The following interview has been edited for clarity and length.

FierceVideo: What did CBS Interactive do differently in building its live streaming process for this year’s Super Bowl?

Liz Carrasco: Going into previous Super Bowls, we’ve known that there are certain vendors that you need to use for an event of this scale and that was pretty standard practice. Last time, for example, we used one vendor for signal acquisition and encoding, and another vendor for origin storage, service delivery and security. That was Super Bowl 50, three years ago.

For this Super Bowl, we decided to take the whole stack in house and so we used our own signal acquisition and encoding, and we took a new approach to handling origin and delivery. We were essentially using a collection of vendor solutions that we put together to give us maximum control on game day so we would have primary, secondary and tertiary options for these components, so if there were any failures within the system we would be able to handle that gracefully.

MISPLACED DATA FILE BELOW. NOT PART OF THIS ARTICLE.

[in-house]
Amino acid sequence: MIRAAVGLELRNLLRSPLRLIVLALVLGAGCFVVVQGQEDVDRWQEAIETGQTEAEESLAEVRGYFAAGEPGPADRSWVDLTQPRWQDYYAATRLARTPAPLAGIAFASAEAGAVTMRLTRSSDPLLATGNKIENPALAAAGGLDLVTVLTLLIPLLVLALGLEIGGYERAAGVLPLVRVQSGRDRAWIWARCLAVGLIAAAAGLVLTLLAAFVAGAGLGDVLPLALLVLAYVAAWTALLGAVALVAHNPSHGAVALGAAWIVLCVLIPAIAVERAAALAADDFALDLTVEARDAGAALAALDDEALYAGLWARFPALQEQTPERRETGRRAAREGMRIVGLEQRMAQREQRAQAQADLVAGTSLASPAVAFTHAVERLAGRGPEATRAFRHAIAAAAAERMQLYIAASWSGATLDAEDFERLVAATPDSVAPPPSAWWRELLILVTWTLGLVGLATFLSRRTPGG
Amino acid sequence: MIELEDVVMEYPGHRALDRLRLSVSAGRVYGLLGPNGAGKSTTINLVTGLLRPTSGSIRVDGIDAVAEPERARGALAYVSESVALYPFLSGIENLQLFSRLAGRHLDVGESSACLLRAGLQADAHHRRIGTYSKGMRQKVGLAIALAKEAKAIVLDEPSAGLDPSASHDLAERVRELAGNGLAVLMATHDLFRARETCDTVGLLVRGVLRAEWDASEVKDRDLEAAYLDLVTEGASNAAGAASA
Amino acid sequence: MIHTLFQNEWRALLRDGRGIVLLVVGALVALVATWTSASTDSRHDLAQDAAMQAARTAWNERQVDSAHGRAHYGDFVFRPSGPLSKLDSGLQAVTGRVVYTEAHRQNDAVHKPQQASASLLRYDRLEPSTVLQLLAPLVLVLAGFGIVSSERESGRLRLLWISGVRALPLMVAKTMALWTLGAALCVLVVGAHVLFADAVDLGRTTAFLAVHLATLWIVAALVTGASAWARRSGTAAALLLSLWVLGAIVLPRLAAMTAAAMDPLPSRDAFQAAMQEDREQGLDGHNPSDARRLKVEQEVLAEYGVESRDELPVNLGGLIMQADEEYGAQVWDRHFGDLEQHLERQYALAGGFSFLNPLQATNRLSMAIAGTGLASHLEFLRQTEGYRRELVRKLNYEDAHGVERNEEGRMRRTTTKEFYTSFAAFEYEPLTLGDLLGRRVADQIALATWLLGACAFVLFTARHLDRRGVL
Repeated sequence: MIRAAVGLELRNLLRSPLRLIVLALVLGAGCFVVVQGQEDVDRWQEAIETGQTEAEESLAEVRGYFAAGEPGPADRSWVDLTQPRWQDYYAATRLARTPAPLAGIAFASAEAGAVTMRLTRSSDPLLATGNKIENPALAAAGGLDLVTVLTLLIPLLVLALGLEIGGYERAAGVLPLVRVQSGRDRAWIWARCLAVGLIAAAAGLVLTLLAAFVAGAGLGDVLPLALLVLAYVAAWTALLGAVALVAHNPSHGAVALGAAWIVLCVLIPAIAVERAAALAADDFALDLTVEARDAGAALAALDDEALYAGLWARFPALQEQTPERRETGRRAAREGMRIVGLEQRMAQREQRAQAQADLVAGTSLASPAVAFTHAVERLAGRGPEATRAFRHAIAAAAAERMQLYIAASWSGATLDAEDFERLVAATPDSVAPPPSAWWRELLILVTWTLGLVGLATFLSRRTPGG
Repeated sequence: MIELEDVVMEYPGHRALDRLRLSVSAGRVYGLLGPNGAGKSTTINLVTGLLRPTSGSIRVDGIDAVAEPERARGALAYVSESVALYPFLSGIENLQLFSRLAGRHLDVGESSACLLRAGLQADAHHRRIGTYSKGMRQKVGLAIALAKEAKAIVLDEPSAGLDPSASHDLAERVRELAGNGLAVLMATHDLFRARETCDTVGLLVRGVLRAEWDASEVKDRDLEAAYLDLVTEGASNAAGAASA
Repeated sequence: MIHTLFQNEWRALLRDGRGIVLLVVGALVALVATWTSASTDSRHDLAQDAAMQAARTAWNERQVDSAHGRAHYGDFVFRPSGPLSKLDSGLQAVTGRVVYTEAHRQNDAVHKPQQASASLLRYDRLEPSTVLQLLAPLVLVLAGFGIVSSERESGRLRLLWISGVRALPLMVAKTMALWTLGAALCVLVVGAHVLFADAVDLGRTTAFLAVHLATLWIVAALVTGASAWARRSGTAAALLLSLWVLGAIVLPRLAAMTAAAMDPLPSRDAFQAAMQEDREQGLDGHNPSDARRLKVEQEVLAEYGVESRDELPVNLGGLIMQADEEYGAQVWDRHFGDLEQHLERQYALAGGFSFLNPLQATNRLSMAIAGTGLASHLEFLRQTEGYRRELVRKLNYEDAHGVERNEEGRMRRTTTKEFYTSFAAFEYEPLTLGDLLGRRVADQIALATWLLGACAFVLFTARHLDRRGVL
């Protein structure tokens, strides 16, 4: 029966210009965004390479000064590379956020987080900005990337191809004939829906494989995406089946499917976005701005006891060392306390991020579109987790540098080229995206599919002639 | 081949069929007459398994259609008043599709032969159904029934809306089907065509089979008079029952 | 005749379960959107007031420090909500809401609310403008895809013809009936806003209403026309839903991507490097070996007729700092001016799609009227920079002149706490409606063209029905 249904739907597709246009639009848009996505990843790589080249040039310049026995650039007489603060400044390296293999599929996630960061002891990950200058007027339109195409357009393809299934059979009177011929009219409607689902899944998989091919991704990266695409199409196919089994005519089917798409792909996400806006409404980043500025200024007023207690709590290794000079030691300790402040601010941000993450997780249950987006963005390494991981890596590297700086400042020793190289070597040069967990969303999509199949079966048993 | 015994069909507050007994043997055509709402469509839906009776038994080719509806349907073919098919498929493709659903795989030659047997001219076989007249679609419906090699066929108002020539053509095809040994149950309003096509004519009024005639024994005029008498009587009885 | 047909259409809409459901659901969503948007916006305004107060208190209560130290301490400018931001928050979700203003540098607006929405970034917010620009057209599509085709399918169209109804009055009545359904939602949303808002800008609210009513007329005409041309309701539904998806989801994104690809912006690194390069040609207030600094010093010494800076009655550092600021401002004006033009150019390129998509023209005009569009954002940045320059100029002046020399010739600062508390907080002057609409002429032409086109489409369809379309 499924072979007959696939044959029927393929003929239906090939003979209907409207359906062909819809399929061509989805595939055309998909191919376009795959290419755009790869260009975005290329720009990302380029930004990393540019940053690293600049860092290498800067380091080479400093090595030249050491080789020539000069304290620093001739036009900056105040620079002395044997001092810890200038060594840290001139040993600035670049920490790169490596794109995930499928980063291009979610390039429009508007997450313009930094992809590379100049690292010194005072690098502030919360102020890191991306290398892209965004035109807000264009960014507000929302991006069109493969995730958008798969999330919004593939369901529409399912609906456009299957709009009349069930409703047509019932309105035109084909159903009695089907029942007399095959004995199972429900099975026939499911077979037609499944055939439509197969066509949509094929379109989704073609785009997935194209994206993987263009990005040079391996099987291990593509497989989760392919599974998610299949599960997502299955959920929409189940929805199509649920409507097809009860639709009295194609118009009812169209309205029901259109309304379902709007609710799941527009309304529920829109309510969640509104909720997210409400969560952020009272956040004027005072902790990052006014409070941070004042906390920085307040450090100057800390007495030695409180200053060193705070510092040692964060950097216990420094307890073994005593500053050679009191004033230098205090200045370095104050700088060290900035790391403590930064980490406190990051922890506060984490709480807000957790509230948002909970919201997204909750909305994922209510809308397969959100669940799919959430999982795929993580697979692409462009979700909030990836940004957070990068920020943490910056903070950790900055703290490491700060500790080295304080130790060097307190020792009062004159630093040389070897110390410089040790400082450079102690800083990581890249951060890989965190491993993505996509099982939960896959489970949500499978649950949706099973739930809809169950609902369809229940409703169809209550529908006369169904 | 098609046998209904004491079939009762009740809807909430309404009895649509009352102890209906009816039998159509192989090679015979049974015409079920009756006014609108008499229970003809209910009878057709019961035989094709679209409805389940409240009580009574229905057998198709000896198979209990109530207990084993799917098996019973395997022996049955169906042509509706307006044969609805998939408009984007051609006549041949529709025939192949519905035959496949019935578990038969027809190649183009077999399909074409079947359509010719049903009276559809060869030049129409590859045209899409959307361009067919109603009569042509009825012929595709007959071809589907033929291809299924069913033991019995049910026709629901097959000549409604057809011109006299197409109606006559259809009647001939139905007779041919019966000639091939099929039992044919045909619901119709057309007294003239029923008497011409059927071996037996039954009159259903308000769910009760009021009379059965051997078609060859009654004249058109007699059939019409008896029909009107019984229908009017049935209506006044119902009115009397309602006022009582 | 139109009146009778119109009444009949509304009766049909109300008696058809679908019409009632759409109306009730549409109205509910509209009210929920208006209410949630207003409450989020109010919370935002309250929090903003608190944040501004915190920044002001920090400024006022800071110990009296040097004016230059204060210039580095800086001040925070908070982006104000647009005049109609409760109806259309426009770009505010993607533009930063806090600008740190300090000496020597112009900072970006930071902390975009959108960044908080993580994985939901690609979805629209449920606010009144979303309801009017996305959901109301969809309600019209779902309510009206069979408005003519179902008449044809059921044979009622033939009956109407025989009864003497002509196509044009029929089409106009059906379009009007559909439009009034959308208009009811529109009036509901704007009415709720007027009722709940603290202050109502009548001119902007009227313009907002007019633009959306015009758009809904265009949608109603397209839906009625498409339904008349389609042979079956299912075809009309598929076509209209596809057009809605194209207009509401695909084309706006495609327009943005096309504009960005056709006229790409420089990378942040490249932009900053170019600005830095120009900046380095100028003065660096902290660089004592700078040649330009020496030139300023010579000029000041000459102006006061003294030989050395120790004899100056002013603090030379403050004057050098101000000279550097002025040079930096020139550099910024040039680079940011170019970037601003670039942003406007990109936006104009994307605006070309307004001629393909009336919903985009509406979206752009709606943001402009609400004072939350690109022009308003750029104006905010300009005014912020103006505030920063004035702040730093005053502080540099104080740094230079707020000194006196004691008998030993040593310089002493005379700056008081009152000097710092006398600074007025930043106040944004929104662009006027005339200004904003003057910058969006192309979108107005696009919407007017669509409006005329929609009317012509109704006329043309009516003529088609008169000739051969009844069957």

FierceVideo: So, the goal this year was to give CBS more control?

Carrasco: That’s right, because that control inherently gives us a better customer experience. In the past when it was one vendor for encoding and signal acquisition and another for origin, if there was an issue with that vendor the entire system would be down. In this situation, we were able to have redundant, parallel systems in place.